The Pirates didn't hit enough to win a Juan Nicasio game, the bullpen wasn't strong enough to sustain another short Juan Nicasio outing and the Bucs lost a Juan Nicasio start to the Diamondbacks, 7-1, on Saturday.
Nicasio had another back-and-forth outing. He struck out four, including three on just three pitches (The strike zone was a little wonky on both ends). He also walked four and got punished on Chris Herrmann's long RBI double to right in the second and David Peralta's solo home run in the third.
It's not that Nicasio was particularly bad -- he even started to mix in his changeup in the third, which was a welcome development. He only made it through five innings, which is the norm with him. That's not good, but even that can be sustainable in a better situation. He'd be a lot more effective if the Pirates had a couple guys like, say, Juan Nicasio to relieve him.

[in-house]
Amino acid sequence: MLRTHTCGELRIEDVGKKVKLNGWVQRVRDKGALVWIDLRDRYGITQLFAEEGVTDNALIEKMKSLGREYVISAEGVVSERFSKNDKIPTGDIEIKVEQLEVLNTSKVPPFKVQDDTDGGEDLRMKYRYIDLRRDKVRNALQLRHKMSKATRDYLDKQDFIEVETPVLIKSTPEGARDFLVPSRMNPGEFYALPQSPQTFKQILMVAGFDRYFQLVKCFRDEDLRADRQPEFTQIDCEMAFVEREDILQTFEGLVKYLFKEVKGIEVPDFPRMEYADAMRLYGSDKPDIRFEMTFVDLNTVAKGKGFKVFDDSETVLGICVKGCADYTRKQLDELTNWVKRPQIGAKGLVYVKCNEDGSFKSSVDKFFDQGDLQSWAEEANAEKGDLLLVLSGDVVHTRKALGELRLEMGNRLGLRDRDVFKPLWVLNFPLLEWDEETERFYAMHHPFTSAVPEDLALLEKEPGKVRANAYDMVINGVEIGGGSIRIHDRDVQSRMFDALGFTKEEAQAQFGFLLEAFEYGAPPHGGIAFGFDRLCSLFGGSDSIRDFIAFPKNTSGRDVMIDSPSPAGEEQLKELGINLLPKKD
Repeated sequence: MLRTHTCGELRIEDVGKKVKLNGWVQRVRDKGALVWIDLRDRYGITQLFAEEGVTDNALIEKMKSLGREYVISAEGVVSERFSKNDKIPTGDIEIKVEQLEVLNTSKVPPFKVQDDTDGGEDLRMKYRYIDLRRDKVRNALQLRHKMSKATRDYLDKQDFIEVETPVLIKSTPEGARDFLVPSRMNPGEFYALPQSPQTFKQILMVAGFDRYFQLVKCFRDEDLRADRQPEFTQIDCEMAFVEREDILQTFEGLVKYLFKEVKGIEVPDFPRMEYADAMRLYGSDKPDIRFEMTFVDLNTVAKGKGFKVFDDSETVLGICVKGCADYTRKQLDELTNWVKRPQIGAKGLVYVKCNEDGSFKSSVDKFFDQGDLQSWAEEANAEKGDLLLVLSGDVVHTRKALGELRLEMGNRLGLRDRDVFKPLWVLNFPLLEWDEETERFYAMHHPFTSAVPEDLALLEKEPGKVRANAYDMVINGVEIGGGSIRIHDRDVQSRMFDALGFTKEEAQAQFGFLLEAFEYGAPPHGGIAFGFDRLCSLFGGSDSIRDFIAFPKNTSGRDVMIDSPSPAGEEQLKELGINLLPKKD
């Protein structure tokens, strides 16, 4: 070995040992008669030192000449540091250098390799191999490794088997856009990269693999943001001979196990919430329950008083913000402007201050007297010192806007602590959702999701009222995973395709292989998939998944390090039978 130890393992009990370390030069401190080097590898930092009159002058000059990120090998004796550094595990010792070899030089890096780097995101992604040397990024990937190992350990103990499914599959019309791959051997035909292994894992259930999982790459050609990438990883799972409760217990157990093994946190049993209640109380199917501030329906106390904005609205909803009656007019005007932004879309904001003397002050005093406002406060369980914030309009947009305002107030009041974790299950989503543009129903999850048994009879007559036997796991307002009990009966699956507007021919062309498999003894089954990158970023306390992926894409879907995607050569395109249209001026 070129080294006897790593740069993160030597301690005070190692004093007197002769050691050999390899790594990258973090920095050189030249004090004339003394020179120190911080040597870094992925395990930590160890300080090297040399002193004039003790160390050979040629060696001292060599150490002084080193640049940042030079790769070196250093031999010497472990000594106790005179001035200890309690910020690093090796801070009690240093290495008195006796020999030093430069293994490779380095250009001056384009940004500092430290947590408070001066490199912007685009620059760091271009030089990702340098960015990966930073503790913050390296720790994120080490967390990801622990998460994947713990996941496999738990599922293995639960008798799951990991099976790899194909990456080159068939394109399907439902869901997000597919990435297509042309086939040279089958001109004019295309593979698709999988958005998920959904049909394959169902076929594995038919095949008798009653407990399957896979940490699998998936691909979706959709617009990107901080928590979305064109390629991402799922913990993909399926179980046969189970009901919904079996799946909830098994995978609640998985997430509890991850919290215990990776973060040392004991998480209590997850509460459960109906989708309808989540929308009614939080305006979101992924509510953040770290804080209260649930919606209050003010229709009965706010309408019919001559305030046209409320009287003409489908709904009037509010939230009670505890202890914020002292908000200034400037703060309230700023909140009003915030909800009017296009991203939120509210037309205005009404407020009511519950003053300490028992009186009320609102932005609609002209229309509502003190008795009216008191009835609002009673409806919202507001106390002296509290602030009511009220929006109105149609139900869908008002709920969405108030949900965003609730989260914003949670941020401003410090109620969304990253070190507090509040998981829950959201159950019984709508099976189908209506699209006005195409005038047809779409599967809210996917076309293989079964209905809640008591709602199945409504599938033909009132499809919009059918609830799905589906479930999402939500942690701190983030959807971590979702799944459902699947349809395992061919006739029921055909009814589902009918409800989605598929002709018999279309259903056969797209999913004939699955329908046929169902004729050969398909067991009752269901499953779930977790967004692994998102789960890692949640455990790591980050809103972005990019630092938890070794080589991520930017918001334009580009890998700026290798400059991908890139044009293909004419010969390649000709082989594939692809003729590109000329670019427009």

Therein lies the problem.
A bullpen with two or three reliable arms (and was heavily worked the previous night) couldn't keep the Pirates close. Arquimedes Caminero pitched a scoreless sixth and A.J. Schugel did the same in the seventh, but Schugel was sent out for a second inning in a one-run game -- I'm not even sure there were much better options in this case -- and the Diamondbacks erupted for a five runs in the eighth.
Paul Goldschmidt, Yasmany Tomas and Nick Ahmed singled, David Freese couldn't handle Chris Owings' grounder and the ever-dangerous Herrmann cracked a three-run homer before Rob Scahill had to finish the inning.
The Pirates' offense didn't get much going against Rubby De La Rosa, who settled in for six strikeouts and just one walk and three hits in six innings.
Sean Rodriguez gave the Pirates an early lead with a solo homer in the second. He took a pretty low pitch for what should have been ball four, but, for some reason, was not. The next pitch wasn't nearly as low, but still below the strike zone. Needing to protect, he golfed the 96 MPH fastball out to right field.
I was annoyed to see Rodriguez starting at shortstop in place of Jordy Mercer, and I'm sure I'll still have the same reflexive reaction in the future. But he just keeps hitting. And he has some kind of approach up there. I don't know. It's really weird. It sure beats thinking about the pitching staff, though.